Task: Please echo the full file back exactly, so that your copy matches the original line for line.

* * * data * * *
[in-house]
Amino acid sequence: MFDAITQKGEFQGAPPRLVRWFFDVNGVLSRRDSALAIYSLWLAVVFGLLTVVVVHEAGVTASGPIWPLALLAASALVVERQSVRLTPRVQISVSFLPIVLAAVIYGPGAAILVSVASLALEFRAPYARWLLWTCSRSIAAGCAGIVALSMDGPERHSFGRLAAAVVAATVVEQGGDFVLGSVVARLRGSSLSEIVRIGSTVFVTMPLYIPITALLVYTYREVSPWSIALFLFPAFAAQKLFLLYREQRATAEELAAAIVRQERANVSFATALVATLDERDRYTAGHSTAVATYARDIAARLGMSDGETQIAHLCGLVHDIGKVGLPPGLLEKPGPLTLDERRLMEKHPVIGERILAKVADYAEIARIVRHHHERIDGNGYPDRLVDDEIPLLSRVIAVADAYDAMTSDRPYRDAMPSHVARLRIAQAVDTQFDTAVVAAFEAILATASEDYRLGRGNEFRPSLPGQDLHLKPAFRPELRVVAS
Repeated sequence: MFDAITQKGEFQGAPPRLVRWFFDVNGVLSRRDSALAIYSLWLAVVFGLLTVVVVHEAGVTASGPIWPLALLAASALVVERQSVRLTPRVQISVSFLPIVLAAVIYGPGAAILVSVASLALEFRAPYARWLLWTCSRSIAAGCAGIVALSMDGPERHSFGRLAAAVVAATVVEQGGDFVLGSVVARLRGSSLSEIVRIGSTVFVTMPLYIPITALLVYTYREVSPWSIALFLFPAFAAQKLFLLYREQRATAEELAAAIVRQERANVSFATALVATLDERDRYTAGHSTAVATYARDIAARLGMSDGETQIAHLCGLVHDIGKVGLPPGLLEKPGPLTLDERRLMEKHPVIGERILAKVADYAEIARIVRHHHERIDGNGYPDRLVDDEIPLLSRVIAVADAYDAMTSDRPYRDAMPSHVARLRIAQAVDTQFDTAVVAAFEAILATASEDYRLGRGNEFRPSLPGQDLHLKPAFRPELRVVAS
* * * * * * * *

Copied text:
[in-house]
Amino acid sequence: MFDAITQKGEFQGAPPRLVRWFFDVNGVLSRRDSALAIYSLWLAVVFGLLTVVVVHEAGVTASGPIWPLALLAASALVVERQSVRLTPRVQISVSFLPIVLAAVIYGPGAAILVSVASLALEFRAPYARWLLWTCSRSIAAGCAGIVALSMDGPERHSFGRLAAAVVAATVVEQGGDFVLGSVVARLRGSSLSEIVRIGSTVFVTMPLYIPITALLVYTYREVSPWSIALFLFPAFAAQKLFLLYREQRATAEELAAAIVRQERANVSFATALVATLDERDRYTAGHSTAVATYARDIAARLGMSDGETQIAHLCGLVHDIGKVGLPPGLLEKPGPLTLDERRLMEKHPVIGERILAKVADYAEIARIVRHHHERIDGNGYPDRLVDDEIPLLSRVIAVADAYDAMTSDRPYRDAMPSHVARLRIAQAVDTQFDTAVVAAFEAILATASEDYRLGRGNEFRPSLPGQDLHLKPAFRPELRVVAS
Repeated sequence: MFDAITQKGEFQGAPPRLVRWFFDVNGVLSRRDSALAIYSLWLAVVFGLLTVVVVHEAGVTASGPIWPLALLAASALVVERQSVRLTPRVQISVSFLPIVLAAVIYGPGAAILVSVASLALEFRAPYARWLLWTCSRSIAAGCAGIVALSMDGPERHSFGRLAAAVVAATVVEQGGDFVLGSVVARLRGSSLSEIVRIGSTVFVTMPLYIPITALLVYTYREVSPWSIALFLFPAFAAQKLFLLYREQRATAEELAAAIVRQERANVSFATALVATLDERDRYTAGHSTAVATYARDIAARLGMSDGETQIAHLCGLVHDIGKVGLPPGLLEKPGPLTLDERRLMEKHPVIGERILAKVADYAEIARIVRHHHERIDGNGYPDRLVDDEIPLLSRVIAVADAYDAMTSDRPYRDAMPSHVARLRIAQAVDTQFDTAVVAAFEAILATASEDYRLGRGNEFRPSLPGQDLHLKPAFRPELRVVAS